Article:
The secondary market for alternative investments has grown by 47% in 12 months, reaching a volume of $22bn (€16.4bn) in the first half of this year, according to a new survey.
In its latest report on the secondary market for alternatives – on which closed-end funds and direct investments in private equity, real estate and infrastructure, as well as hedge funds, change hands – Canadian secondaries broker Setter Capital said January to June had been the market’s busiest period so far.
In its 2013 report on the first half of that year, Setter Capital estimated total secondary market volume had been $15bn.
The firm said more and more investors were becoming permanent fixtures on the secondary market, seeing it as an important portfolio management tool.
Figures in the report came from a survey of 81 market participants, Setter Capital said, grossing up the results in proportion to the number of active buyers that did not participate.
Private equity accounted for most of the volume in the first half, at $16bn, which included $11.3bn for funds and $4.6bn for direct investments.
Trading volume of real estate funds was $3bn and hedge fund volume was $2.2bn, while trading in infrastructure funds totalled $500m in the period.
More than half of the total volume was in North American-focused funds, and Western European funds accounted for 31% of total volume.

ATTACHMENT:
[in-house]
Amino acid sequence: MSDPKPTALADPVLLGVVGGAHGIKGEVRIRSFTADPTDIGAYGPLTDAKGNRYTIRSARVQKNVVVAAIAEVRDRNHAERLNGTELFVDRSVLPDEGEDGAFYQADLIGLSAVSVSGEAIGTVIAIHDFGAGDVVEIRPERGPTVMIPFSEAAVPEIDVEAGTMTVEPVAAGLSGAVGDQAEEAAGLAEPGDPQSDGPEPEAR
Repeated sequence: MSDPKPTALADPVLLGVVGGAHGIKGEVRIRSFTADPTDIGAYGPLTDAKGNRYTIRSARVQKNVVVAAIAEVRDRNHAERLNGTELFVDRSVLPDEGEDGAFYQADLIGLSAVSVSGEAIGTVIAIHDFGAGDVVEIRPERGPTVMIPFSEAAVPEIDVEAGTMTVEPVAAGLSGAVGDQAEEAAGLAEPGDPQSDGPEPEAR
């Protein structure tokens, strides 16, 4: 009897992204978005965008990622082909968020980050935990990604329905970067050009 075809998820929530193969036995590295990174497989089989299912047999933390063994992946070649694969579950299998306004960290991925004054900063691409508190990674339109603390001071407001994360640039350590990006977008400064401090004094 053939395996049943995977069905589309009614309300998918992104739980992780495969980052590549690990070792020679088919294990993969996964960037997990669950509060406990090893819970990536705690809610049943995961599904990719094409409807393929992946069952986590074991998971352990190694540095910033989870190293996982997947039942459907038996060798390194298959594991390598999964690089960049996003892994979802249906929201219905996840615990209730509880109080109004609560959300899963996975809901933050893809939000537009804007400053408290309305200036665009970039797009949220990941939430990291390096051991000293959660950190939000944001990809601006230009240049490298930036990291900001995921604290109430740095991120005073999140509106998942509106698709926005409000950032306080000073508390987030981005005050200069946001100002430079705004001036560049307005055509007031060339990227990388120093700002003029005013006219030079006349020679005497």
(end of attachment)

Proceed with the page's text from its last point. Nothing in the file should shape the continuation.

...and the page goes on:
Some 40% of secondary market volume in the first half of 2014 was from European buyers, and 43% from European sellers, the report showed.
According to volumes projected for the second half of this year by survey respondents, the total volume for the full 2014 year is set to reach $45bn – a rise of 25% from 2013.
It said the figure of $22bn represented the volume of secondary purchases of the 126 secondary buyers that had been involved in the market for a long time, including 87 secondary funds, 33 funds of funds, 12 hedge fund focused secondary funds, 12 investment consultants, two pensions and one insurance company.
Setter Capital said: “This estimate is conservative, as it does not include the activity of more than 1,000 opportunistic and non-traditional buyers, whose combined activity may be significant.”
For example, it said, activities of all sovereign funds had been excluded, even though some of these funds had recently built teams dedicated to secondary purchases.